Patients: Urine samples were collected from patients diagnosed with various stages of Parkinson's disease. Control urine samples were donated by volunteers of similar age without symptoms of Parkinson's disease. Samples were collected and stored in accordance with the procedures described in Example 1 of this application.

Species of miRNA: For these experiments, urine RNA was extracted according to the procedure described in Example 1. The amount of RNA equivalent to that isolated from 750 µl of urine was subjected to reverse transcription PCR and 1 / 10 of the RT-PCR mixture was subjected to final real-time PCR, which was carried out using the protocol provided by the manufacturer (Applied Biosystems). The data obtained were normalized for the filtration rates of the individual kidneys by re-calculating the concentration of creatinine in the urine. Figure 8 demonstrates that the concentrations of several specific brain miRNAs are increased in the urine of patients with Parkinson's disease.

Example 8

Prenatal tests for pregnancy-related or fetal diseases

The main finding of the permeability of the renal barrier for miRNA molecules opens the way for the use of maternal urine to make the completely non-invasive prenatal diagnosis of congenital diseases. Such non-invasive screening can be performed as follows.

First, a urine sample is obtained from a pregnant patient. When desired, the miRNA of the urine sample is then isolated, purified and / or treated to prevent its degradation by the methods described above. The miRNA profiles are then performed, using quantitative PCR or a miRNA matrix and the data obtained are used to determine different fetal pathologies, as described above for other pathologies.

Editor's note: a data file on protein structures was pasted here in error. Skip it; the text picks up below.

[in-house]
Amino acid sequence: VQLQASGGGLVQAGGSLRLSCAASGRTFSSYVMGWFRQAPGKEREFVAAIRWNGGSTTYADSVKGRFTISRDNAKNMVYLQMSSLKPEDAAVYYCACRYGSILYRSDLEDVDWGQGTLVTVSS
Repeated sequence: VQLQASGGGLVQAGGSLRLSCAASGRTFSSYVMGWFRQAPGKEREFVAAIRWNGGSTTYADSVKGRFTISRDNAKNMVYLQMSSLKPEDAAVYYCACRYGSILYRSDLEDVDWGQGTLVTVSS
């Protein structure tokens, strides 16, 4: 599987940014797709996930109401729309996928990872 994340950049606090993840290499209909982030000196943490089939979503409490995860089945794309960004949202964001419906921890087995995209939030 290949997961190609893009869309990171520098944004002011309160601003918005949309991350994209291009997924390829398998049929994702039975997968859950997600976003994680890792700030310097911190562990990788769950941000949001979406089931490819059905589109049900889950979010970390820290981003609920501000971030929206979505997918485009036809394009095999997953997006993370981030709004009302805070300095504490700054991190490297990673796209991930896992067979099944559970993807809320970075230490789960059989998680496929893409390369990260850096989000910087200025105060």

Example 9

Down's Syndrome

For the experiments, differences in concentrations of brain-specific miRNA in maternal urine between pregnant women with normal fetuses and with Down syndrome were investigated.

Patients: Urine samples were collected from pregnant women diagnosed with Down syndrome by amniocentesis. Control urine samples were donated by women of similar age with normal pregnancies. Samples were collected and stored in accordance with the procedures described in Example 1 of this application.

Species of miRNA: The urine miRNA was extracted according to the procedure described in Example 1. An amount of RNA equivalent to that isolated from 750 µl of urine was subjected to reverse transcription PCR and 1/10 of the RT-PCR mixture was subjected to final real-time PCR, which was carried out using the protocol provided by the manufacturer. The data obtained were normalized for the placenta-specific miRNA 518. Figure 9 shows the lower concentration of brain-specific miRNA 9 in the urine of pregnant women with fetuses with Down syndrome compared to the urine of women with normal pregnancies, indicating insufficient cell death compared to the respective controls.

Claims (9)

  1.  CLAIMS
    one.
     A method of detection and quantification of miRNA free of specific cells from cells, tissue and / or organs in the body fluid for the evaluation of cell death in vivo in different tissues and organs, where cell death in vivo is associated with a disorder of a specific tissue and / or organ that comprises: